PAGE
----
Opinion

Gun control: It's been 30 years since the École Polytechnique massacre, so if not now then when?

With the 30th anniversary of the École Polytechnique femicide comes Canada's gun control moment of reckoning, writes Heidi Rathjen.

With the 30th anniversary of the horrific femicide comes Canada's gun control moment of reckoning

The Canadian flag flies at half staff as a family puts their daughter's casket into a hearse after services on Dec. 11, 1989, for nine of 14 women shot dead five days before at Montreal's École Polytechnique. (Mark Tomalty/Reuters)

This column is an opinion by Heidi Rathjen, a graduate of École Polytechnique in Montreal and coordinator of Poly RemembersShe was in a nearby study room when a gunman killed 14 women and injured 14 other people on Dec. 6, 1989. For more information about CBC's Opinion section, please see the FAQ.

The modern Canadian gun control movement can trace its roots back to the tragedy at Montreal's École Polytechnique, and the days following the 1989 massacre when the engineering students launched a nationwide petition calling for a complete ban on assault weapons.

Over the months after the shooting, I sat beside dozens of students in our cluttered boardroom, sustained by vending machine food and coffee while we opened hundreds of envelopes and counted thousands of signatures late into the night.

Altogether, we collected an astounding 560,000 signatures.

As we presented them to our elected officials, we were confident that we had done our job and that they would do theirs.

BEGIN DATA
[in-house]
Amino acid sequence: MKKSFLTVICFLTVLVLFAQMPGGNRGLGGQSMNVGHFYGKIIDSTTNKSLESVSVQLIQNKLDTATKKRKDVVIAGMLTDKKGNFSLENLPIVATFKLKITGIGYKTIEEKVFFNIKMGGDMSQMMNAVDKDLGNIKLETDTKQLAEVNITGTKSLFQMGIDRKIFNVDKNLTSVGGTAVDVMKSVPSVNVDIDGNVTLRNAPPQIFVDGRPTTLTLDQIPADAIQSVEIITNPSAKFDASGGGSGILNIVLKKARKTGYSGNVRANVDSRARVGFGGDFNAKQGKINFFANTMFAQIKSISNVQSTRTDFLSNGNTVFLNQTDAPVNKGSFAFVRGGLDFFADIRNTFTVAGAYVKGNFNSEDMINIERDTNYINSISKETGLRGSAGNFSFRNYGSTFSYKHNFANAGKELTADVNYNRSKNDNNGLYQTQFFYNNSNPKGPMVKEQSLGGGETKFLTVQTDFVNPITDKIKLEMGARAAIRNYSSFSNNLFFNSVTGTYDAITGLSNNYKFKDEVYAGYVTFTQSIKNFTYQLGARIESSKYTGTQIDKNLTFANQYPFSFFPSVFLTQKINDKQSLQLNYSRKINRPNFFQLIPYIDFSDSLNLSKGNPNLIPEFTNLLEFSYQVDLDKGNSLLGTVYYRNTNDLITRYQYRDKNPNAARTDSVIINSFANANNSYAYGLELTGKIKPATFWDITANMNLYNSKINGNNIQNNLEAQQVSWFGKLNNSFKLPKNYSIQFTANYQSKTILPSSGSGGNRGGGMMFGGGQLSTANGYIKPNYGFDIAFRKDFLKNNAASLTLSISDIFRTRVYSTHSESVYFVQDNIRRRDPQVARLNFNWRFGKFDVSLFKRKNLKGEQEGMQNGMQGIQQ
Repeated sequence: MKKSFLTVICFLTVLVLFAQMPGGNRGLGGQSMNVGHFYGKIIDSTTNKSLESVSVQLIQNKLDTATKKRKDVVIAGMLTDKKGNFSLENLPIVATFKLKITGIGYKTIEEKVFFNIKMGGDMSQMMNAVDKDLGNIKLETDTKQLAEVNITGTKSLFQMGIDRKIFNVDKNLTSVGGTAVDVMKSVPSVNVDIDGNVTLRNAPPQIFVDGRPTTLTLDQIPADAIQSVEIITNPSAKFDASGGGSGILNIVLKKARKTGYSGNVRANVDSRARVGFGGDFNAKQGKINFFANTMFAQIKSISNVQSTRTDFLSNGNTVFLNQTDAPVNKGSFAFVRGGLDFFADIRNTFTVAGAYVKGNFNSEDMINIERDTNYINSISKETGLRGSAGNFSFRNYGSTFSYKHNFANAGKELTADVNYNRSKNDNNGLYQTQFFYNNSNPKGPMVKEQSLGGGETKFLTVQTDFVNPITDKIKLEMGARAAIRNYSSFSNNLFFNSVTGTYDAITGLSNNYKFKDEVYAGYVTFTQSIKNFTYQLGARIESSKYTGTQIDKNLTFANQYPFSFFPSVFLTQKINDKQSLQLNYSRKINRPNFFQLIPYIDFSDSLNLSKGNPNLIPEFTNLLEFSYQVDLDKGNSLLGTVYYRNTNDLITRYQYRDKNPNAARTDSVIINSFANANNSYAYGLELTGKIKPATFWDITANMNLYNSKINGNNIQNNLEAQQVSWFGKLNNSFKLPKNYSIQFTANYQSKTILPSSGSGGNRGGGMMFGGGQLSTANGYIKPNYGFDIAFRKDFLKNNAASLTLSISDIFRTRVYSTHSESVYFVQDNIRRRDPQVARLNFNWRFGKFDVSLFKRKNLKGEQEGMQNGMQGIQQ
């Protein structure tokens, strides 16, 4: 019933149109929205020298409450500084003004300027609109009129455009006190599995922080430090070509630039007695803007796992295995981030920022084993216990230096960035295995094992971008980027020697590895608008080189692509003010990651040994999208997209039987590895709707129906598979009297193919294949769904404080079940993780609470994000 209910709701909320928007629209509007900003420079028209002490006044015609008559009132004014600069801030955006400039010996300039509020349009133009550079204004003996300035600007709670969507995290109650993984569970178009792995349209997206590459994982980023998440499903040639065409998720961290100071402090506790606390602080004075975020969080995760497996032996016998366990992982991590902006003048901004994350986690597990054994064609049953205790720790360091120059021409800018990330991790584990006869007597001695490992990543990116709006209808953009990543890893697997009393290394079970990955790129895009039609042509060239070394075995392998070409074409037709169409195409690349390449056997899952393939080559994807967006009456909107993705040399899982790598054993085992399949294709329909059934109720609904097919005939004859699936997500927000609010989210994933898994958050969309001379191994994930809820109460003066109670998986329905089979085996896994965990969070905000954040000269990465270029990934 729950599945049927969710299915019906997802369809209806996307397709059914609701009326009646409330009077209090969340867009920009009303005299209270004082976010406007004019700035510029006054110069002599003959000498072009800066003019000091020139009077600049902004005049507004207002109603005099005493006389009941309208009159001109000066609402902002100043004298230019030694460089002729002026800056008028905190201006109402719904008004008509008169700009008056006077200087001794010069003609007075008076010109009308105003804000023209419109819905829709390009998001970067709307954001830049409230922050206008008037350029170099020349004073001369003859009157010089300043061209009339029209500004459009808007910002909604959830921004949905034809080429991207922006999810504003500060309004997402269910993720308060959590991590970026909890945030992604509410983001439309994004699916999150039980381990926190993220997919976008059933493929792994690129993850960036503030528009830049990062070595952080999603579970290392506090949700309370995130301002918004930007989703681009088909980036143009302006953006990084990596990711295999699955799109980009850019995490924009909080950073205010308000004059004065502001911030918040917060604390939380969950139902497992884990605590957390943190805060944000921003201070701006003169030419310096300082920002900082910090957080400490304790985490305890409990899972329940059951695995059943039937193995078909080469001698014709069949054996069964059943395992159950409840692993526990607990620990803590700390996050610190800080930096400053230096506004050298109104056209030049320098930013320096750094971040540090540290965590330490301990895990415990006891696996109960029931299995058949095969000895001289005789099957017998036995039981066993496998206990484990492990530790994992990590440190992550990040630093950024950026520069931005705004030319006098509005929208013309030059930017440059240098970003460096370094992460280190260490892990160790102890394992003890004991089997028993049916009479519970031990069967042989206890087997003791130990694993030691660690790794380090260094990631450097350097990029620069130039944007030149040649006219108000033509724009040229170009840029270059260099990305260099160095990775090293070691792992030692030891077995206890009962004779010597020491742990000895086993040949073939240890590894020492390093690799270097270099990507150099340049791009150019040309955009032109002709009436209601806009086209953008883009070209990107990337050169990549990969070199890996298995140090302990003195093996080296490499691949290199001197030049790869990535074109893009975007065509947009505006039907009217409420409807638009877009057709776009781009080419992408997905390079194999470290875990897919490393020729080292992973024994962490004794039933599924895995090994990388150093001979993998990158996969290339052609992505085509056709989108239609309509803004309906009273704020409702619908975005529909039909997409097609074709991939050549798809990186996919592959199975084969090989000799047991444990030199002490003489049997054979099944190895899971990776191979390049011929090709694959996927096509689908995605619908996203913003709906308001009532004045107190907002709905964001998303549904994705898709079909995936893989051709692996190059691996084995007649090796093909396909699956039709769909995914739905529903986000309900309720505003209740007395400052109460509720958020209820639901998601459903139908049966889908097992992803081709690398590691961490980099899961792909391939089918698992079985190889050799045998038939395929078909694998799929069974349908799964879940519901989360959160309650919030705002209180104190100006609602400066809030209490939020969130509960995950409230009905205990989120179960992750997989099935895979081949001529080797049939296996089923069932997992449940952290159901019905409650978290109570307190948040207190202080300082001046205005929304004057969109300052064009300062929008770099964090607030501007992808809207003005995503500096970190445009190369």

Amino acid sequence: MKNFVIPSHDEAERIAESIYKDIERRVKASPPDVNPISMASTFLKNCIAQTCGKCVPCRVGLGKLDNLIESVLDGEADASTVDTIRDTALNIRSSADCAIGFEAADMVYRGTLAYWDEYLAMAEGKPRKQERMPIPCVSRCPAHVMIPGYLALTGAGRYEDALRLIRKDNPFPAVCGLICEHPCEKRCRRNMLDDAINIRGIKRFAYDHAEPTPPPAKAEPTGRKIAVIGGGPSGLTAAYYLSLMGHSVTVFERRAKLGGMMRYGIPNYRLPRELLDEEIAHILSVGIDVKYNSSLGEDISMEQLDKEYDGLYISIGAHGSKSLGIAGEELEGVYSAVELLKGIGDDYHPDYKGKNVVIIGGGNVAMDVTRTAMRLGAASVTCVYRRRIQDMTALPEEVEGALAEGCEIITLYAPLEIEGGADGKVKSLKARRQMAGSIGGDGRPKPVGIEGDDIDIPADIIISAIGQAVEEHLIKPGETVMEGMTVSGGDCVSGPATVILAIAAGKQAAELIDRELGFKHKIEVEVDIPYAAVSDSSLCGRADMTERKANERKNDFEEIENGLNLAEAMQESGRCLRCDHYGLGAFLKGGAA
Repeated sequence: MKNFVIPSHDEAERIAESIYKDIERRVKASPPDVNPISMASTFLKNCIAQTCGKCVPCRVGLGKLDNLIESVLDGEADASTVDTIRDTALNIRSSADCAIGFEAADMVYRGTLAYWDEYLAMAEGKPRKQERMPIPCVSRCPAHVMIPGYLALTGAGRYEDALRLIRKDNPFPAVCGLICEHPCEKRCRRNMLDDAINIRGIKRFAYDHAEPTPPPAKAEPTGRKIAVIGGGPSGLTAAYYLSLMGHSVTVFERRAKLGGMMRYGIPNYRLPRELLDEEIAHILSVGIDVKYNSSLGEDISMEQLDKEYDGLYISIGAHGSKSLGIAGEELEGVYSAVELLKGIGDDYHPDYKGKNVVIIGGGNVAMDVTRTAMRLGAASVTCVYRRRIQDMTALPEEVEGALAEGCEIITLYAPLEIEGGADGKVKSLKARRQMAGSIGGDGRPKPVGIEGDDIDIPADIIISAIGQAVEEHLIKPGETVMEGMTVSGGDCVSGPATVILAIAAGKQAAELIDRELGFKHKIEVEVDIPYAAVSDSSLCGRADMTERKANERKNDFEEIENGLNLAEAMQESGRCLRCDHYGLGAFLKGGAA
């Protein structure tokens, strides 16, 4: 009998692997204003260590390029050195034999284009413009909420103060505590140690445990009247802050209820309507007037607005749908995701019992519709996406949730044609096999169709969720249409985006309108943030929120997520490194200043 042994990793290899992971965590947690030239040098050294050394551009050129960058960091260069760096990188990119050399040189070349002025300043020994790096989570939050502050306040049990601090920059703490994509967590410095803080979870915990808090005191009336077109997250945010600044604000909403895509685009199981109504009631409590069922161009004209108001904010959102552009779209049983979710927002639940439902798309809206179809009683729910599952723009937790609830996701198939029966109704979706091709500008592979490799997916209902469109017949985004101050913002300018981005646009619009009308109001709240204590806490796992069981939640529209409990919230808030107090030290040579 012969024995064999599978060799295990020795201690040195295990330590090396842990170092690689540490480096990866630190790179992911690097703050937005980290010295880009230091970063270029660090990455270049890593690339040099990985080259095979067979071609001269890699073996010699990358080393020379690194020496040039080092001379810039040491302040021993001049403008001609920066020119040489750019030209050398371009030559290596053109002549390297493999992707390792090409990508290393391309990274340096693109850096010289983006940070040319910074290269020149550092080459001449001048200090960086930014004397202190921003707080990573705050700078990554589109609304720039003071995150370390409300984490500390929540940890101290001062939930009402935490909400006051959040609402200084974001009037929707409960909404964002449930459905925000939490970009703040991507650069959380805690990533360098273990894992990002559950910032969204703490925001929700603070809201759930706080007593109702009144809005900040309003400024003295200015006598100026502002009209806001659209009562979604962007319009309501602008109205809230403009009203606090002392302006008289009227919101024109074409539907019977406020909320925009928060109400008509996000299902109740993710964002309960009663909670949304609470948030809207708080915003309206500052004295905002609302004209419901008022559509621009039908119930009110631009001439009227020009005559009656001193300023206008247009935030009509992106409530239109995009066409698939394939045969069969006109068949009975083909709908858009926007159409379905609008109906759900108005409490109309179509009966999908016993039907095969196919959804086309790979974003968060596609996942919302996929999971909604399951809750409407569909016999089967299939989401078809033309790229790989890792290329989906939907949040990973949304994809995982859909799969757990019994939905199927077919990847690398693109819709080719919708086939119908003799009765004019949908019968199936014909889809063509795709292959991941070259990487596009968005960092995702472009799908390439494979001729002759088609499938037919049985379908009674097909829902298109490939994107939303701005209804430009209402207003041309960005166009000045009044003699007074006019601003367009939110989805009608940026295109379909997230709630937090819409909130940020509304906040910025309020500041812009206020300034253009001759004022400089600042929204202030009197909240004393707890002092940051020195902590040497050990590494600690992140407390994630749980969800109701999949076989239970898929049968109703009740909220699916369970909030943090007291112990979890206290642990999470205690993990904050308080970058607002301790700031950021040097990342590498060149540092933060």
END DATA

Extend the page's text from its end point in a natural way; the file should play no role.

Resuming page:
Yet here we are, 30 years later — the same students, all grown up with families of our own, including many with sons and daughters attending our very own beloved alma mater — still calling on the government to ban weapons that are "basically designed as an instrument of war" with "no sporting use either in the cultural or recreational sense," as the Canadian Association of Chiefs of Police describes them.

This, despite the fact that polls over the years have continuously shown an overwhelming majority of Canadians in support of their prohibition.

At a memorial to those gunned down during the Dec. 6, 1989, massacre at Montreal's École Polytechnique, a person holds a rose dedicated to Sonia Pelletier, one of 14 women killed. (Chris Wattie/Retuers)

Tragically, military-style semi-automatic weapons have become more, not less, accessible over the years, as successive governments blatantly ignored gun manufacturers' tactics of redesigning existing models in order to circumvent the minimal controls they're subject to.

Many new models of assault weapons henceforth fall into the least-controlled "non restricted" category. The restricted Beretta CX4 Storm that was used in the 2006 Dawson College shooting, for example, is today available as a non-restricted "long gun."

The greater availability of assault weapons, along with the exponential increase in the number of privately owned handguns, the record number of gun owners and, especially, the loss of critical hard-fought measures (including the mandatory registration of all firearms), indicate that Canada is losing the battle to the gun lobby.